Also this afternoon, the representative of the Russian Federation said his country could not support the holding of elections as scheduled in conditions of systematic violence with impunity against minorities. Holding elections at all costs could lead to a destabilization of the situation. The Russian Federation supported the principle of holding elections in a free political environment with guarantees of peace and would continue to insist on the full implementation of Council resolution 1244 (1999).
Ukraine's representative noted that the general situation of Kosovo's national minorities had not improved. On the contrary, the systematic violence against non-Albanian minorities, especially Serbs and gypsies, was rising. Ukraine was, therefore, not fully satisfied with the activities of UNMIK and KFOR.
The representative of Malaysia said the Council should strongly condemn the violence and rioting in northern Mitrovica late last month in which the Kosovo Serbs had attacked UNMIK personnel, Office of the United Nations High Commissioner for Refugees (UNHCR) and other international staff. Reports of the possible involvement of foreign elements should be clarified.
M. Patricia Durrant (Jamaica), Council President, speaking in her national capacity, reiterated her concern about the attacks on humanitarian agencies and personnel and expressed the hope that, with the resumption of humanitarian activities, more focus would be given to their protection. Jamaica supported the efforts of UNMIK and KFOR to ensure the security of international personnel.
Mr. Annabi also responded to questions and issues raised during the meeting.
Also speaking this afternoon were the representatives of the United Kingdom, France, United States, Argentina, Canada, China, Tunisia, Bangladesh, Netherlands and Namibia.
The meeting began at 12 noon and adjourned at 2 p.m.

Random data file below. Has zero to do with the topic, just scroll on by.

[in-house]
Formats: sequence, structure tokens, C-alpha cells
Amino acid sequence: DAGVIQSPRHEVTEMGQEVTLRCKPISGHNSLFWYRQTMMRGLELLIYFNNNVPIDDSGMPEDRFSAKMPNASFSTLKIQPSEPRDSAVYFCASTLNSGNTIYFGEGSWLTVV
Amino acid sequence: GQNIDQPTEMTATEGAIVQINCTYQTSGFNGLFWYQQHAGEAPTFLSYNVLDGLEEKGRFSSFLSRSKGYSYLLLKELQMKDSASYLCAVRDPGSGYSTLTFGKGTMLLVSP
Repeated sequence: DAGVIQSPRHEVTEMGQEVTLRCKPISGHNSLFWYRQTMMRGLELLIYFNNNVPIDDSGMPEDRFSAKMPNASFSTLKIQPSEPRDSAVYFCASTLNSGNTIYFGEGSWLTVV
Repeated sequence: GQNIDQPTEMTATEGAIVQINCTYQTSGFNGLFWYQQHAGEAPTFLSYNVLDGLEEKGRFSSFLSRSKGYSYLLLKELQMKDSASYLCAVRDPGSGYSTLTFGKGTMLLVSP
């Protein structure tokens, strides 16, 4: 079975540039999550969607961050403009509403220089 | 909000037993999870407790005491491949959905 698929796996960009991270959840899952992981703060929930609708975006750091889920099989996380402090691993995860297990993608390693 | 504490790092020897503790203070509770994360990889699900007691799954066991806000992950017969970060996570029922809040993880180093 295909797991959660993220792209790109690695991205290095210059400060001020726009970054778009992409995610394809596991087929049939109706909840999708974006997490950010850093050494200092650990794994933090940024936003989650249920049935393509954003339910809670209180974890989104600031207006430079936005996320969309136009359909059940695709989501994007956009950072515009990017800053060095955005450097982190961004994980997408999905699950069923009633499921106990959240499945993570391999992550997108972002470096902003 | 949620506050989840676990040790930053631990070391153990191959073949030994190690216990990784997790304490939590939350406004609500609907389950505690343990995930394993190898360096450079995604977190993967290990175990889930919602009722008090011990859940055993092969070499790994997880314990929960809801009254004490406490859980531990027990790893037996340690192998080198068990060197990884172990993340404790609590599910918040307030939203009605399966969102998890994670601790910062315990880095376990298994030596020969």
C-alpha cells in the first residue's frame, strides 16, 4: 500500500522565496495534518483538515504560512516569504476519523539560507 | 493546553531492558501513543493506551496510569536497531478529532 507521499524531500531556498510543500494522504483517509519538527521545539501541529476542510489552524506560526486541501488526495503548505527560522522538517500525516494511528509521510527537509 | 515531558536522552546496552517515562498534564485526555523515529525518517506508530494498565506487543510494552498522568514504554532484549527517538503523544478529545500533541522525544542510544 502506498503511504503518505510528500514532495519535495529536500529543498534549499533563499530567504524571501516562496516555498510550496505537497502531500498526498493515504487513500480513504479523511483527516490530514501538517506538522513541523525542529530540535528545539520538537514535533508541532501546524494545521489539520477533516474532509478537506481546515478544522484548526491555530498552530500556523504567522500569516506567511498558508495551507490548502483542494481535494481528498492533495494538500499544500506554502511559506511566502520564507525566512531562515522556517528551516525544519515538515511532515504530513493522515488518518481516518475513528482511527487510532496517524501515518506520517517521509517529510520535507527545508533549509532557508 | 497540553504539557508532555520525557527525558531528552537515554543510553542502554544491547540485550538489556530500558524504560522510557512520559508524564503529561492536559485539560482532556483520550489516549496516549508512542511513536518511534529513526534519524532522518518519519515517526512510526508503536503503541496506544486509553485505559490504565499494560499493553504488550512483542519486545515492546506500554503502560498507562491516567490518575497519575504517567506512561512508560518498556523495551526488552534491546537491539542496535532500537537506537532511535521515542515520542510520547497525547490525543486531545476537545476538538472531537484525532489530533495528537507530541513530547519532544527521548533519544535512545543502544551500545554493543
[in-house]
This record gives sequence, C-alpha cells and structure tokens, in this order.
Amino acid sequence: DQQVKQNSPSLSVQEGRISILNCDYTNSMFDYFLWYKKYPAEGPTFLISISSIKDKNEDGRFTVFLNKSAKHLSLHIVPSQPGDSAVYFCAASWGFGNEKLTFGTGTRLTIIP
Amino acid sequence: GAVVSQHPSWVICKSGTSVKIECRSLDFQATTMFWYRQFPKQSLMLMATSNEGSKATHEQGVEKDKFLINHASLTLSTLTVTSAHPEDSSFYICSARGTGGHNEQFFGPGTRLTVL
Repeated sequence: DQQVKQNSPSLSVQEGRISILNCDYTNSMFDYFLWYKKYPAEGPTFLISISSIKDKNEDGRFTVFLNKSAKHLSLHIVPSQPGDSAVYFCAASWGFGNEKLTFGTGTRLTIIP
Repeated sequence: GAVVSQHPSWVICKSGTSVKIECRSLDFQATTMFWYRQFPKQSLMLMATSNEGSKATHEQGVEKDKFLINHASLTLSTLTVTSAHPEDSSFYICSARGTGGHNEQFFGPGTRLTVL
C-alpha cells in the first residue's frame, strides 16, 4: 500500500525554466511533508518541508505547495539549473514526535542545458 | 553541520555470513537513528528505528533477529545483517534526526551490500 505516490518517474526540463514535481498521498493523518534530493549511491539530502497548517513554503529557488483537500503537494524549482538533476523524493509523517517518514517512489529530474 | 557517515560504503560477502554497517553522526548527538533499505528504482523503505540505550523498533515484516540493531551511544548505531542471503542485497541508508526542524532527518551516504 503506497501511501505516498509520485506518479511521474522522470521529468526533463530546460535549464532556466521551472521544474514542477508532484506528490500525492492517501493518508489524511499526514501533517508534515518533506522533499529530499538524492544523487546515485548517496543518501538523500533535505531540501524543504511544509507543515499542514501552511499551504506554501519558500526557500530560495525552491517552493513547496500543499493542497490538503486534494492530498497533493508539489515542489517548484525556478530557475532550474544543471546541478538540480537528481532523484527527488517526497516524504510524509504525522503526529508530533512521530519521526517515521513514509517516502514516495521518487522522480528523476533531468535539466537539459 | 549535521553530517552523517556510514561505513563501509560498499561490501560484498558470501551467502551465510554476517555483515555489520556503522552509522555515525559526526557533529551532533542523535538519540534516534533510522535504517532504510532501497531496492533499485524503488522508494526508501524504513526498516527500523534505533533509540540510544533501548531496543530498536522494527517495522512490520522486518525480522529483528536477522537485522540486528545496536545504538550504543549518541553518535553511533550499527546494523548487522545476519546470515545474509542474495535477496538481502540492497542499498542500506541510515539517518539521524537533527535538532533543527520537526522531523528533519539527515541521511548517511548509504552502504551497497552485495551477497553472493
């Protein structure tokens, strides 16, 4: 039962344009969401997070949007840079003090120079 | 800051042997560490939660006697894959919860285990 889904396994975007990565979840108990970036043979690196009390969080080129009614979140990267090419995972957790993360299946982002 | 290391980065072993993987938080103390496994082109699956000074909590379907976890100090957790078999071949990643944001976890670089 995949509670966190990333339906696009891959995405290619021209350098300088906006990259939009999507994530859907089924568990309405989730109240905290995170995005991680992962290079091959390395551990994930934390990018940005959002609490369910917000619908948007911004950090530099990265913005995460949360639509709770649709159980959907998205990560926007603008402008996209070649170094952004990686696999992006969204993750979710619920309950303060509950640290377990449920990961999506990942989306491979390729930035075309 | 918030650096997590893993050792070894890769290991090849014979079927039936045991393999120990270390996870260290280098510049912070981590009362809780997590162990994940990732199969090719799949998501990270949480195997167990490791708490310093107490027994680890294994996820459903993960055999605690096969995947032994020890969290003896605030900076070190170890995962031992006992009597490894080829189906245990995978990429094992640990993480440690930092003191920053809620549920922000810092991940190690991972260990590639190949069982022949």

Council Work Programme
The Security Council met this afternoon to hear a briefing on the subject of Kosovo.
HEDI ANNABI, Assistant Secretary-General for Peacekeeping Operations, said that since the last briefing to the Council on the situation in Kosovo by the Special Representative of the Secretary-General, Bernard Kouchner, measures had been taken to enhance security for ethnic minorities, and there were signs that the situation was stabilizing. However, the resumption by Kosovo Serbs of participation in joint interim administration councils at the end of June had been tempered by the suspension of the Kosovo Albanian Democratic Partys participation. The Kosovo Turkish population was also not participating.
Recalling that the Kosovo Serbs had suspended their participation in the face of escalating violence in late May and early June, he said they had lifted the suspension on 25 June for three months. However, the joint understanding leading to the resumption of their participation, signed by Bishop Artemije and Dr. Kouchner, had raised fears among the Kosovo Albanians that the agreement might lead to delegation by the United Nations Interim Administration in Kosovo (UNMIK) of security powers to the Kosovo Serbs. The Democratic Party had then frozen its participation.
He said that discussions thereafter had focused on the design to be used in the forthcoming municipal elections. A proportional system with open lists of candidates had been proposed, but the Democratic Party had opposed that system. Despite the reluctance of Kosovo Serbs to register for the elections, Kosovo Serb representatives had begun participating in a number of local board meetings.